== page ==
Democrat Richard Ojeda may have lost his bid for Congress in West Virginia's 3rd Congressional District but the man who's been called "JFK with tattoos and a bench press" still has plans to run -- for president.
Fresh off his defeat last week, Ojeda made the news official Monday morning.
He also introduced the "first pillar" of his platform -- fighting corruption in Washington and calling for a cap on the amount of money elected officials can make in office and collect once they retire. In his announcement, Ojeda called for people elected to federal office or serving in the Cabinet to sacrifice any net worth over $1 million to a charity of their choice. Ojeda said he plans to roll out his platform over the coming weeks.
"We have elected officials who say they're going to run for office to serve the people. But in reality, they legislate themselves into wealth. They go into office and after one, two, terms they're worth millions upon millions of dollars, and that has to stop," Ojeda said.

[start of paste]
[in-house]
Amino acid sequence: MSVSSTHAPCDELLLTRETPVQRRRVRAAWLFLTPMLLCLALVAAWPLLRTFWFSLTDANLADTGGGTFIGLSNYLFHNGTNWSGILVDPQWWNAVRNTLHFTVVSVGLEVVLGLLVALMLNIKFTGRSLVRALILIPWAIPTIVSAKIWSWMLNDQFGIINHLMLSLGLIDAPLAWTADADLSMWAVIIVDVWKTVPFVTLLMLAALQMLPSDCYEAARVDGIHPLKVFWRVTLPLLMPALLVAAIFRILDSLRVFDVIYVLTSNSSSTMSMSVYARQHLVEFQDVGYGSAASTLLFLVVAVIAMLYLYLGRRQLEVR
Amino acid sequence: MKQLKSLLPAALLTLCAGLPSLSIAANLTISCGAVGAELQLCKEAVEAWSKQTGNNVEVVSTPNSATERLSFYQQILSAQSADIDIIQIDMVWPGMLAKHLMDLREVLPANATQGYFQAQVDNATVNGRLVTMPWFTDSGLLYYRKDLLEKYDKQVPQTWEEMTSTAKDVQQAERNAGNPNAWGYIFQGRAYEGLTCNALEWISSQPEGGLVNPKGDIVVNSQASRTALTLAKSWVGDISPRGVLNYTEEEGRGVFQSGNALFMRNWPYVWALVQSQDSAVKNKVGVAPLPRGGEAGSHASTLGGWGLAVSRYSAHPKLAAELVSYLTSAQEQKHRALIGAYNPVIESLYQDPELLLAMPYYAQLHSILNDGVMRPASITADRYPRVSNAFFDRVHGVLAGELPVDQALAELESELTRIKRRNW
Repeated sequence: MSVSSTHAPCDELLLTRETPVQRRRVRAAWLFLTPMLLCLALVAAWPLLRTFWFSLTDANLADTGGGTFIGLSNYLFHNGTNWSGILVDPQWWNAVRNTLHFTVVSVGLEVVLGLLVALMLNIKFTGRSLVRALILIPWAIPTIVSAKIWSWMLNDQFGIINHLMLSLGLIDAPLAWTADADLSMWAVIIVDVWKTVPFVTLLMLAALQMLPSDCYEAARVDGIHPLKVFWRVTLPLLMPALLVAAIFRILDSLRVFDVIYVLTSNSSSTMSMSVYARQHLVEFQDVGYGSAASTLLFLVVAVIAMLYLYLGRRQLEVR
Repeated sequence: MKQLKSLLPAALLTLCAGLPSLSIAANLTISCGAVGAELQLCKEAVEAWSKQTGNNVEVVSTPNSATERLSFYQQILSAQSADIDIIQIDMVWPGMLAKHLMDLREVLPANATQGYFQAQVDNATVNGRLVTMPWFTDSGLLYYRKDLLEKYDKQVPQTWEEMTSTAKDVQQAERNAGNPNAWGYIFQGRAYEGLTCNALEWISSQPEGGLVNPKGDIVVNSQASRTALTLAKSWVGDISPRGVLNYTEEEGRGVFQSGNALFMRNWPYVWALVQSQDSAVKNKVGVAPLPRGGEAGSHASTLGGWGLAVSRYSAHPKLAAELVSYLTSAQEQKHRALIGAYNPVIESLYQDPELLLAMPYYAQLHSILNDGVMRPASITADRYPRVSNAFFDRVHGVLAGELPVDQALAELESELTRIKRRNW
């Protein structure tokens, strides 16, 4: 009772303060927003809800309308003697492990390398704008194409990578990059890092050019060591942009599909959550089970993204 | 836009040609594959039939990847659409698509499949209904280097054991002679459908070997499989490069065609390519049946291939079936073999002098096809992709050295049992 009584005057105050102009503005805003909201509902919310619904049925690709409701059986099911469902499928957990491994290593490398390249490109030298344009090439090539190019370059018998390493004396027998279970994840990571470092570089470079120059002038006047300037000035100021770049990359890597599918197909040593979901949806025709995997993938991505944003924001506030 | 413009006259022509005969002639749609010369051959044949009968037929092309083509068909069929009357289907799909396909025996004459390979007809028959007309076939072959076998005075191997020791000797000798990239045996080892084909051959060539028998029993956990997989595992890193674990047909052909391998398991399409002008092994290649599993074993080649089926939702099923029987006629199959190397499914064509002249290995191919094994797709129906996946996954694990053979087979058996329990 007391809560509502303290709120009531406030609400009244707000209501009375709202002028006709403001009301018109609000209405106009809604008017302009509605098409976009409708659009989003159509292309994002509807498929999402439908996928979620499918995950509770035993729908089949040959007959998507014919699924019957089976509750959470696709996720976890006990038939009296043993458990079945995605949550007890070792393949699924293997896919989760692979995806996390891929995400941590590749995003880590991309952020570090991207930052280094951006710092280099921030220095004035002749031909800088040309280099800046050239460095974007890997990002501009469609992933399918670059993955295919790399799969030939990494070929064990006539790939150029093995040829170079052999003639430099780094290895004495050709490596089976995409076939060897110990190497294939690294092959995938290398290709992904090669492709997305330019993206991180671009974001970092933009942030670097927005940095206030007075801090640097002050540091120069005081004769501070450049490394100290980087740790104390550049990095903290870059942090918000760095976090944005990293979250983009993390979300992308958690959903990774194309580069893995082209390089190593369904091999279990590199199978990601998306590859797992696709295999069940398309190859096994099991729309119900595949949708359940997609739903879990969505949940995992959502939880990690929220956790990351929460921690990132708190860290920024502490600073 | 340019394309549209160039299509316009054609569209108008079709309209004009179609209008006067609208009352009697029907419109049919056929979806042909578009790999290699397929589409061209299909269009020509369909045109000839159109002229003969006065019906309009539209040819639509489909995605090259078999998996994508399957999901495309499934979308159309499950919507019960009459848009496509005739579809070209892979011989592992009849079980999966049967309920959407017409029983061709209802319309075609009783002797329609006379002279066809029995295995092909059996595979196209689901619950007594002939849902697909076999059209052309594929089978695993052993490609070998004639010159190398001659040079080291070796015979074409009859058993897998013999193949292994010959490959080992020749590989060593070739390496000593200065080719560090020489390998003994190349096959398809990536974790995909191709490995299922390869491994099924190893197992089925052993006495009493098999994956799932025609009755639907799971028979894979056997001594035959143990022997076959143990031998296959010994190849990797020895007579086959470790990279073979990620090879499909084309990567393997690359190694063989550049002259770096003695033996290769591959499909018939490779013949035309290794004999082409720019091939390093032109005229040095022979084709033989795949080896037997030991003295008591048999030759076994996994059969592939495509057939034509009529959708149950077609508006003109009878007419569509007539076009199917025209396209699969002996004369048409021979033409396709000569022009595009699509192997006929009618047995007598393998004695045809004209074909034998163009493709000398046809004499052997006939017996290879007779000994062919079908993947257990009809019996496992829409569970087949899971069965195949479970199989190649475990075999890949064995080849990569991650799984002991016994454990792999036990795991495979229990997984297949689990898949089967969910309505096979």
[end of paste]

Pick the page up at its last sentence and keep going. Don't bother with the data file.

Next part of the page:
Ojeda filed his 2020 bid Sunday with the Federal Election Commission.
Ojeda plans to hold his first event as a presidential candidate on November 19 in Louisville, Kentucky.
Ojeda thinks his ability to connect to working class people will help him stand out in an already crowded Democratic 2020 field.
"Let me tell you something, we can do this. I think that I relate to the people far more than what the president can ever relate to these people. The very people that he comes down to West Virginia and stands in front of could never afford one single round of golf in some of his fancy country clubs, he added.
The Democrat also defended his vote for Donald Trump in the 2016 election, saying that he was the only candidate who came to West Virginia and spoke to the economic concerns of the state's citizens.
"I was not happy with the things that Donald Trump was saying. But once again we're talking about being from the coal fields of West Virginia. I look around and I saw my family, my friends, the people that I loved struggling greatly. The coal industry in West Virginia when it is down people can't buy cars, people can't eat in restaurants, everything suffers," Ojeda said.
Trump, who has called Ojeda "stone cold crazy," remains popular in West Virginia's third district, an area considered the heart of Trump country. Ojeda's campaign said they saw a large enough swing for him that they feel he could be the working class voice to counter the president.
Ojeda has used Trump's critiques of him at rallies in the state as a battle cry for his campaign.
"If I'm stone-cold crazy because I have a hard time going to sleep at night because we have kids that go to bed hungry, then I'll be stone-cold crazy, and I'm OK with that," Ojeda told ABC News.